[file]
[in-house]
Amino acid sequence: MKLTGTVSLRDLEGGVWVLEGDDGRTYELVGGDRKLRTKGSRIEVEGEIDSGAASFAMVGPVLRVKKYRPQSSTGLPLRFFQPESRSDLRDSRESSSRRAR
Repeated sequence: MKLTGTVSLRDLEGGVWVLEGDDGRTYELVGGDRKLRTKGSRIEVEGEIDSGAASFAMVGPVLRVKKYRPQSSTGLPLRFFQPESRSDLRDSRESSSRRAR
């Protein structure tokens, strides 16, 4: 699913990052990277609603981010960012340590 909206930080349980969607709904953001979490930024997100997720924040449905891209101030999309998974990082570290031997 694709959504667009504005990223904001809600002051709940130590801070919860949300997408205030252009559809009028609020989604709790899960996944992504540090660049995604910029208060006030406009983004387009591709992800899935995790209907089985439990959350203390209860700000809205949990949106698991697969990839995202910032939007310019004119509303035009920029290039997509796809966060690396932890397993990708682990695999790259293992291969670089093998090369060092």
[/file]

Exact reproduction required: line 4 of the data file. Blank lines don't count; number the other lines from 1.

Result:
């Protein structure tokens, strides 16, 4: 699913990052990277609603981010960012340590 909206930080349980969607709904953001979490930024997100997720924040449905891209101030999309998974990082570290031997 694709959504667009504005990223904001809600002051709940130590801070919860949300997408205030252009559809009028609020989604709790899960996944992504540090660049995604910029208060006030406009983004387009591709992800899935995790209907089985439990959350203390209860700000809205949990949106698991697969990839995202910032939007310019004119509303035009920029290039997509796809966060690396932890397993990708682990695999790259293992291969670089093998090369060092």